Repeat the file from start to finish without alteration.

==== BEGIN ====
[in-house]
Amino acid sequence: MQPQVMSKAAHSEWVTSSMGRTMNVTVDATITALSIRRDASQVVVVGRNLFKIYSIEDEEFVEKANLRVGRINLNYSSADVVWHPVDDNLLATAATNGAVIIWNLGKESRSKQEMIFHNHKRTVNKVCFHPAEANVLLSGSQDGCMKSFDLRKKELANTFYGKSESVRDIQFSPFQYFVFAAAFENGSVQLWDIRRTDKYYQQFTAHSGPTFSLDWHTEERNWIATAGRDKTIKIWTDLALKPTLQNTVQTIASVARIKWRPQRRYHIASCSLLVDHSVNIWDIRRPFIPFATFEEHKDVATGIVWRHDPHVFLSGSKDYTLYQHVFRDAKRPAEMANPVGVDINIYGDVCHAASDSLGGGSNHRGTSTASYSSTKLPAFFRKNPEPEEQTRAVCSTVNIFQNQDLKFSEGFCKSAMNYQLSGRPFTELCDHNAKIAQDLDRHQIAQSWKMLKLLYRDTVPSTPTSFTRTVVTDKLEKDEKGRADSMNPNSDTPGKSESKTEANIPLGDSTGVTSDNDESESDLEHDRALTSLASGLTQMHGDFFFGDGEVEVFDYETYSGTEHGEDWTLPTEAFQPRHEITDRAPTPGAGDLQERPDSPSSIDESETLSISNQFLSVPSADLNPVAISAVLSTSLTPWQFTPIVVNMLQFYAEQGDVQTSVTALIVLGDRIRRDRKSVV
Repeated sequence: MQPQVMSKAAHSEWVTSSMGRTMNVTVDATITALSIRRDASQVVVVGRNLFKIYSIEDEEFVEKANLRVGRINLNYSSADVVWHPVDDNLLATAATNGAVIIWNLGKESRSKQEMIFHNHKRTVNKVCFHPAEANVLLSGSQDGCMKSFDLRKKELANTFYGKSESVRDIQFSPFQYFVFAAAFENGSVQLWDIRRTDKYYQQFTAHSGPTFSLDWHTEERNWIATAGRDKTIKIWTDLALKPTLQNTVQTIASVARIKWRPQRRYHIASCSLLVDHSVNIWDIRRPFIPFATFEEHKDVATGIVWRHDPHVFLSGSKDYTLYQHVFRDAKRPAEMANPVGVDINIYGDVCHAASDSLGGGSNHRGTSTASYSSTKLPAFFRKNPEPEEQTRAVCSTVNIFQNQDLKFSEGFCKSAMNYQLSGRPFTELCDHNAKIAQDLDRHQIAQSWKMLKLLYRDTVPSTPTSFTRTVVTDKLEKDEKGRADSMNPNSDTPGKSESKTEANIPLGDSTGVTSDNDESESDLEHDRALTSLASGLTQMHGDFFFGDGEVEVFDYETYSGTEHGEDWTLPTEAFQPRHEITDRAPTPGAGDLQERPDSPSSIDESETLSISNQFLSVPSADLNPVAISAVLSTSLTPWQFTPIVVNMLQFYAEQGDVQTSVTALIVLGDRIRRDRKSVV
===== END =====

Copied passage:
[in-house]
Amino acid sequence: MQPQVMSKAAHSEWVTSSMGRTMNVTVDATITALSIRRDASQVVVVGRNLFKIYSIEDEEFVEKANLRVGRINLNYSSADVVWHPVDDNLLATAATNGAVIIWNLGKESRSKQEMIFHNHKRTVNKVCFHPAEANVLLSGSQDGCMKSFDLRKKELANTFYGKSESVRDIQFSPFQYFVFAAAFENGSVQLWDIRRTDKYYQQFTAHSGPTFSLDWHTEERNWIATAGRDKTIKIWTDLALKPTLQNTVQTIASVARIKWRPQRRYHIASCSLLVDHSVNIWDIRRPFIPFATFEEHKDVATGIVWRHDPHVFLSGSKDYTLYQHVFRDAKRPAEMANPVGVDINIYGDVCHAASDSLGGGSNHRGTSTASYSSTKLPAFFRKNPEPEEQTRAVCSTVNIFQNQDLKFSEGFCKSAMNYQLSGRPFTELCDHNAKIAQDLDRHQIAQSWKMLKLLYRDTVPSTPTSFTRTVVTDKLEKDEKGRADSMNPNSDTPGKSESKTEANIPLGDSTGVTSDNDESESDLEHDRALTSLASGLTQMHGDFFFGDGEVEVFDYETYSGTEHGEDWTLPTEAFQPRHEITDRAPTPGAGDLQERPDSPSSIDESETLSISNQFLSVPSADLNPVAISAVLSTSLTPWQFTPIVVNMLQFYAEQGDVQTSVTALIVLGDRIRRDRKSVV
Repeated sequence: MQPQVMSKAAHSEWVTSSMGRTMNVTVDATITALSIRRDASQVVVVGRNLFKIYSIEDEEFVEKANLRVGRINLNYSSADVVWHPVDDNLLATAATNGAVIIWNLGKESRSKQEMIFHNHKRTVNKVCFHPAEANVLLSGSQDGCMKSFDLRKKELANTFYGKSESVRDIQFSPFQYFVFAAAFENGSVQLWDIRRTDKYYQQFTAHSGPTFSLDWHTEERNWIATAGRDKTIKIWTDLALKPTLQNTVQTIASVARIKWRPQRRYHIASCSLLVDHSVNIWDIRRPFIPFATFEEHKDVATGIVWRHDPHVFLSGSKDYTLYQHVFRDAKRPAEMANPVGVDINIYGDVCHAASDSLGGGSNHRGTSTASYSSTKLPAFFRKNPEPEEQTRAVCSTVNIFQNQDLKFSEGFCKSAMNYQLSGRPFTELCDHNAKIAQDLDRHQIAQSWKMLKLLYRDTVPSTPTSFTRTVVTDKLEKDEKGRADSMNPNSDTPGKSESKTEANIPLGDSTGVTSDNDESESDLEHDRALTSLASGLTQMHGDFFFGDGEVEVFDYETYSGTEHGEDWTLPTEAFQPRHEITDRAPTPGAGDLQERPDSPSSIDESETLSISNQFLSVPSADLNPVAISAVLSTSLTPWQFTPIVVNMLQFYAEQGDVQTSVTALIVLGDRIRRDRKSVV